Some 13,000 people want Anna Wintour to apologize—and it has nothing to do with her summer selections.
Days after the July issue of Vogue hit the stands, the magazine’s profile of model/actress/Instagram-senstation Cara Delevingne has sparked a full-on backlash.
Rob Haskell’s profile on Delevingne only devotes a couple of small paragraphs to her sexual orientation and her current relationship with singer Annie Clark (better known as St. Vincent).
But the treatment of Delevingne’s bisexuality is both confusing and condescending.
“Her parents seem to think girls are just a phase for Cara, and they may be correct,” Haskell writes without ever actually directly quoting Delevingne’s parents or her on the topic.
Haskell proceeds to quote Delevingne’s reference to her tumultuous relationships with women: “Women are what completely inspire me, and they have also been my downfall. I have only been hurt by women, my mother first of all.”
Then, he adds his own commentary:
“When I suggest to Cara that to trust a man, she might have to revise an old and stubborn idea of hers—that women are perennially troubled and therefore only women will accept her—her smile says she concedes the point.”
It’s unclear from the text why he confidently reads Delevingne’s smile as a sign of concession.
What is clear are the reasons why some readers are pretty peeved by Haskell’s, and ergo Vogue’s, treatment of Delevingne’s sexuality.
Vogue did not respond to The Daily Beast’s request for comment by the time of publication.
“People are quick to assume queer women’s identities are a ‘phase’ and to refuse to recognize the important relationships in their lives—an attitude which can cause depression, result in families rejecting their daughters (or forcing them into abusive conversion ‘therapy’), and even put young women at risk of suicide,” writes Julie Rodriguez, the woman who started the online petition in response to the piece at Care2.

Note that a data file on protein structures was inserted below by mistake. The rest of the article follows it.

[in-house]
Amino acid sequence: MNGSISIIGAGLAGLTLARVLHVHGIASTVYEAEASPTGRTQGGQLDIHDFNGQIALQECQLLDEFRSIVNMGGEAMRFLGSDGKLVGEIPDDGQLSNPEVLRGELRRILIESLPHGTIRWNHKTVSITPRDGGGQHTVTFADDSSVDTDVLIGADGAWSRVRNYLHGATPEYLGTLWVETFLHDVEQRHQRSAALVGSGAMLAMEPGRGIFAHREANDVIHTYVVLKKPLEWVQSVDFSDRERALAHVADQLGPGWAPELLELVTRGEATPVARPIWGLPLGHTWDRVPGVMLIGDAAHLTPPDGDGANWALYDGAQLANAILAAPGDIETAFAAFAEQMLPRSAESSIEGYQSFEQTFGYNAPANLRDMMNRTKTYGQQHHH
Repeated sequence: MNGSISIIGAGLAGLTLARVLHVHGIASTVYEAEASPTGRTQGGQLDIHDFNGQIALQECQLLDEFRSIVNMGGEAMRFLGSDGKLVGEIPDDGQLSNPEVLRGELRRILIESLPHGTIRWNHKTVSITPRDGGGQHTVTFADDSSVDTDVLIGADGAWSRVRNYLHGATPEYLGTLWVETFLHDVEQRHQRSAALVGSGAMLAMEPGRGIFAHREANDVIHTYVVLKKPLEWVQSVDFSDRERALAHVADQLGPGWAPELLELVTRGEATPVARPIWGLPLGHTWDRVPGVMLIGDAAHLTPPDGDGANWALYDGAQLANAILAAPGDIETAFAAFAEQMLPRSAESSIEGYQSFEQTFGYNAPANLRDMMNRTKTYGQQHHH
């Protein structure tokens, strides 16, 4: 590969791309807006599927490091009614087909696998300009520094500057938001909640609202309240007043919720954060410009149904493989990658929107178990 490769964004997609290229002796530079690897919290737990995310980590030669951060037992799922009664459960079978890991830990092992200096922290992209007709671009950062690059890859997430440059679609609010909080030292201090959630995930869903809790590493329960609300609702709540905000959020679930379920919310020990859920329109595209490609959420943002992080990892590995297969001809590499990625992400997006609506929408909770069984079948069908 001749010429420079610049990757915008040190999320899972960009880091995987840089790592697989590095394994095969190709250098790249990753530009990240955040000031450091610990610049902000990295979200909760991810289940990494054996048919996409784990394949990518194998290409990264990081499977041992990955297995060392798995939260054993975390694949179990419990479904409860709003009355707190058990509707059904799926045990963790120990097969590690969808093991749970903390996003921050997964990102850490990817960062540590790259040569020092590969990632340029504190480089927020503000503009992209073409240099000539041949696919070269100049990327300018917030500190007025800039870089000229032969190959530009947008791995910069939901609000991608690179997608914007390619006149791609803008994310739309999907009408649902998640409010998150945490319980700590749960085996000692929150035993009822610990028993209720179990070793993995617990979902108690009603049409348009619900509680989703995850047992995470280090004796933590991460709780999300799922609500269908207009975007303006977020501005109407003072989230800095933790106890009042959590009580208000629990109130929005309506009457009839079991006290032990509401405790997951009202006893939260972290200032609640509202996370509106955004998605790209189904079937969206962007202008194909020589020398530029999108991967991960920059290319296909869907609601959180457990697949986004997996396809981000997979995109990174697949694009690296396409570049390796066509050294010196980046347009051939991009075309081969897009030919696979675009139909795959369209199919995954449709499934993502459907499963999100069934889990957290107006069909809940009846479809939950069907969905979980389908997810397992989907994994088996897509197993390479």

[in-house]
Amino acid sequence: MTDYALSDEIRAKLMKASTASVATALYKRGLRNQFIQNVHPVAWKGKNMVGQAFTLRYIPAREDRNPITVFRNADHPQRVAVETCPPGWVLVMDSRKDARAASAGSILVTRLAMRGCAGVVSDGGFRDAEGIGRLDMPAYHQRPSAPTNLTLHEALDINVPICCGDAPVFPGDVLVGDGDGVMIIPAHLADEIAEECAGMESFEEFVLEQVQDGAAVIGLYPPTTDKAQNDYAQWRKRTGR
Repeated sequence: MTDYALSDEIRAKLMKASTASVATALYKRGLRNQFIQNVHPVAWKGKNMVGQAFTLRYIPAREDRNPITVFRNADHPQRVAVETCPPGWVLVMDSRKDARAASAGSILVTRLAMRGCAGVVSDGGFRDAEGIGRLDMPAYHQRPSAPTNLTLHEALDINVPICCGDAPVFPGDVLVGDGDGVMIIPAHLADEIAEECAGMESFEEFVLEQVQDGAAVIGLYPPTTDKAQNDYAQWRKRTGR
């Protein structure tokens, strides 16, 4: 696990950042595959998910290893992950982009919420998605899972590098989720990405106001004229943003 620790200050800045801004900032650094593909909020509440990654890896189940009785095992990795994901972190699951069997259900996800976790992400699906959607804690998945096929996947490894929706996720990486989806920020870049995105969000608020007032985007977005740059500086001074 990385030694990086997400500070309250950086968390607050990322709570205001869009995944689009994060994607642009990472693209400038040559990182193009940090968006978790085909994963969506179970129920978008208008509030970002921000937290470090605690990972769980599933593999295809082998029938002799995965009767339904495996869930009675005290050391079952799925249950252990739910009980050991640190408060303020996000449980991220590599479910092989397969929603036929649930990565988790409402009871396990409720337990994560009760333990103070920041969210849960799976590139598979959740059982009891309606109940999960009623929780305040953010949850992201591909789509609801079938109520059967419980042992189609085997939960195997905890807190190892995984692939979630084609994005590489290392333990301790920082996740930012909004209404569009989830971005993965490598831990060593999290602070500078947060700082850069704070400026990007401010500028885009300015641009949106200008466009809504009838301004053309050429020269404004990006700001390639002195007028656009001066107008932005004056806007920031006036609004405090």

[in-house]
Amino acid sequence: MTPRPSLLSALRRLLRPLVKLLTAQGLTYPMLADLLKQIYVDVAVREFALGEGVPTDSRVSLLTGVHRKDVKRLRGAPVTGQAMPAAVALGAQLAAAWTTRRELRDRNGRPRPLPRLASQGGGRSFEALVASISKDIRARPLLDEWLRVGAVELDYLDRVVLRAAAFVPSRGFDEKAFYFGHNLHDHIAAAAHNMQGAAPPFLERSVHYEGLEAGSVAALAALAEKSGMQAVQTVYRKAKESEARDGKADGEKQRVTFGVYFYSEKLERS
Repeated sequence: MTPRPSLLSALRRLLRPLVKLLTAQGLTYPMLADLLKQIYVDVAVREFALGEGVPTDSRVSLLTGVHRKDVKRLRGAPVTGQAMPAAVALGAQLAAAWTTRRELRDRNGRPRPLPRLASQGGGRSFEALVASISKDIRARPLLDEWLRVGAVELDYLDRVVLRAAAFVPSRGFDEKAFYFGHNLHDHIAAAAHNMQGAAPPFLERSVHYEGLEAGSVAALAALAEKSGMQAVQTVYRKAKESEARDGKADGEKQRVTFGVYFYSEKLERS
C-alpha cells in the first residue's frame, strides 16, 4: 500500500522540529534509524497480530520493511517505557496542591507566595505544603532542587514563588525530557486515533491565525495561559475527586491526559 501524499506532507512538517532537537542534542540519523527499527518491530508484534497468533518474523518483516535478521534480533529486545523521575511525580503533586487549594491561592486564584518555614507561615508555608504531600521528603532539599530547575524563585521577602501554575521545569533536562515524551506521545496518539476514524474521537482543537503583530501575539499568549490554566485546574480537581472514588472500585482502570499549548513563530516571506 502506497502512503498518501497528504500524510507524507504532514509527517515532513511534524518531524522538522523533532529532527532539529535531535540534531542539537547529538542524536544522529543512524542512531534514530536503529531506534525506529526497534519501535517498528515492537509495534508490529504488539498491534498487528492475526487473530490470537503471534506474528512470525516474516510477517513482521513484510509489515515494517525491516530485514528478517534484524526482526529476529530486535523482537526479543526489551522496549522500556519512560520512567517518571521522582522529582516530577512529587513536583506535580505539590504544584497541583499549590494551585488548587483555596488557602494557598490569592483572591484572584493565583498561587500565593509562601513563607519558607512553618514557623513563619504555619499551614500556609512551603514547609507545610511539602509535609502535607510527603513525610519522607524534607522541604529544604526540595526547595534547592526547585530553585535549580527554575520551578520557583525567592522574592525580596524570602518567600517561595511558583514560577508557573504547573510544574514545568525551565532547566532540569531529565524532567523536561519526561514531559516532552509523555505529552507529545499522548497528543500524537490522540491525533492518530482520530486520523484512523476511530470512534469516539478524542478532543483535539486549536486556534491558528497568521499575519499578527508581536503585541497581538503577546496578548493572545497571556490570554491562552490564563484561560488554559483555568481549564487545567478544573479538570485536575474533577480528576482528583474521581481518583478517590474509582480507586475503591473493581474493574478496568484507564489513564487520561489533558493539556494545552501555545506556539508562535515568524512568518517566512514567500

Rodriguez’s plea to get Vogue to “issue an apology to the LGBT community for publishing this insensitive and offensive interview” has struck a chord.
It’s more than 13,000 strong. Care2 did not respond to The Daily Beast’s efforts to get in touch with Rodriguez.
The infamously icy Wintour is unlikely to publicly cave and apologize, especially when Haskell’s profile is, admittedly, far from a blatant tirade against the LGBT community.
In the context of the long and shameful history of LGBT media abuse and mistreatment, Haskell’s handful of sentences are hardly the most vitriolic or denigrating.
But describing a person’s homosexuality as a “phase” is one of the most familiar and dismissive things many LGBTs hear when coming out or talking about their sexuality, from loved ones whose support they have sought.
Weeks after its Condé Nast stablemate, Vanity Fair, had the trailblazing Caitlyn Jenner on its cover, its treatment of Delevingne makes Vogue look totally out of touch.
At best, the publication seems like an un-listening, unaware parent shrugging off their teen child’s coming out as a fad.
At worst, Vogue appears homophobic, treating Delevingne’s sexual relationship with women as a temporary, flighty fancy of her youth (read: immaturity) and distrust of men.
Delevingne is open with Haskell about her feelings.
“I think that being in love with my girlfriend is a big part of why I’m feeling so happy with who I am these days,” she says. “And for those words to come out of my mouth is actually a miracle.”
Delevingne, says Haskell, “felt confused by her sexuality as a child, and the possibility of being gay frightened her.”
“It took me a long time to accept the idea, until I first fell in love with a girl at 20 and recognized that I had to accept it,” she says, adding she only has erotic dreams about men.
If she ever does find a guy to fall in love with, Delevingne says, “I’d want to marry him and have his children. And that scares me to death because I think I’m a whole bunch of crazy, and I always worry that a guy will walk away once he really, truly knows me.”
Delevingne may have spoken about relationships with men and women, but how did Haskell extrapolate from those accounts that it was her lesbian, rather than straight, sexuality that would be the “phase” she was going through?
Or, indeed, that she viewed any aspect of her sexuality as a phase?
The “it’s only a phase” presumption in the Vogue article speaks to a very real problem for LGBTs. No matter the huge legal and social advances of recent years, many still have their sexual orientations treated as “just a phase,” a temporary aberration before they finally “settle down” into heterosexuality.
I know anecdotally from friends that it is both frustrating and hurtful to be told their sexual orientation, their choice in who they love is, simply a “phase.”
By 2015, it should be well established that sexuality is complex and fluid, and it should be equally well established that coming to terms with our sexuality can be complex and difficult—as Delevingne says it was for her in the profile.
But it is cavalier and insensitive to blithely frame Delevingne’s bisexuality as a fleeting fad. Vogue should know better, not that one should bank on the publication issuing an apology.
After all, Wintour still hasn’t apologized for the Kimye cover.